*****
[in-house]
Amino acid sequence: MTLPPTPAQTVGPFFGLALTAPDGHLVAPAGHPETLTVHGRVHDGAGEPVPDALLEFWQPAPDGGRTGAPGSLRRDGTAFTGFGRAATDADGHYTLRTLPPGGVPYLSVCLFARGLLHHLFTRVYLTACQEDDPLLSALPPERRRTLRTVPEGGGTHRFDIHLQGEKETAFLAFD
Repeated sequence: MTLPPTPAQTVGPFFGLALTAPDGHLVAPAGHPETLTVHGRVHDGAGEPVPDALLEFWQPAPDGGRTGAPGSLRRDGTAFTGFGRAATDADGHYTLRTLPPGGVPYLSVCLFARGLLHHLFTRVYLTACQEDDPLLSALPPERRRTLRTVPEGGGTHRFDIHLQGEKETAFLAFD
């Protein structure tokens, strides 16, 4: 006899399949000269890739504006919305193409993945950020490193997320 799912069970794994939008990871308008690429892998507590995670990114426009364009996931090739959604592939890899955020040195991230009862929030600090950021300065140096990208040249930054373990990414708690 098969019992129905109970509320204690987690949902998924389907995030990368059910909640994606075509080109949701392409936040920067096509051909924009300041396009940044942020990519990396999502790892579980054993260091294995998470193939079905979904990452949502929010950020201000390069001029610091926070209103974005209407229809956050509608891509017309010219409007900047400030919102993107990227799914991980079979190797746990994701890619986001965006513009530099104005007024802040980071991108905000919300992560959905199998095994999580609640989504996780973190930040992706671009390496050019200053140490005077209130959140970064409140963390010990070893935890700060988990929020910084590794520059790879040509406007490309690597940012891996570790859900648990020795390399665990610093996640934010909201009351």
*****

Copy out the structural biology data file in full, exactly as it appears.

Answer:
[in-house]
Amino acid sequence: MTLPPTPAQTVGPFFGLALTAPDGHLVAPAGHPETLTVHGRVHDGAGEPVPDALLEFWQPAPDGGRTGAPGSLRRDGTAFTGFGRAATDADGHYTLRTLPPGGVPYLSVCLFARGLLHHLFTRVYLTACQEDDPLLSALPPERRRTLRTVPEGGGTHRFDIHLQGEKETAFLAFD
Repeated sequence: MTLPPTPAQTVGPFFGLALTAPDGHLVAPAGHPETLTVHGRVHDGAGEPVPDALLEFWQPAPDGGRTGAPGSLRRDGTAFTGFGRAATDADGHYTLRTLPPGGVPYLSVCLFARGLLHHLFTRVYLTACQEDDPLLSALPPERRRTLRTVPEGGGTHRFDIHLQGEKETAFLAFD
């Protein structure tokens, strides 16, 4: 006899399949000269890739504006919305193409993945950020490193997320 799912069970794994939008990871308008690429892998507590995670990114426009364009996931090739959604592939890899955020040195991230009862929030600090950021300065140096990208040249930054373990990414708690 098969019992129905109970509320204690987690949902998924389907995030990368059910909640994606075509080109949701392409936040920067096509051909924009300041396009940044942020990519990396999502790892579980054993260091294995998470193939079905979904990452949502929010950020201000390069001029610091926070209103974005209407229809956050509608891509017309010219409007900047400030919102993107990227799914991980079979190797746990994701890619986001965006513009530099104005007024802040980071991108905000919300992560959905199998095994999580609640989504996780973190930040992706671009390496050019200053140490005077209130959140970064409140963390010990070893935890700060988990929020910084590794520059790879040509406007490309690597940012891996570790859900648990020795390399665990610093996640934010909201009351």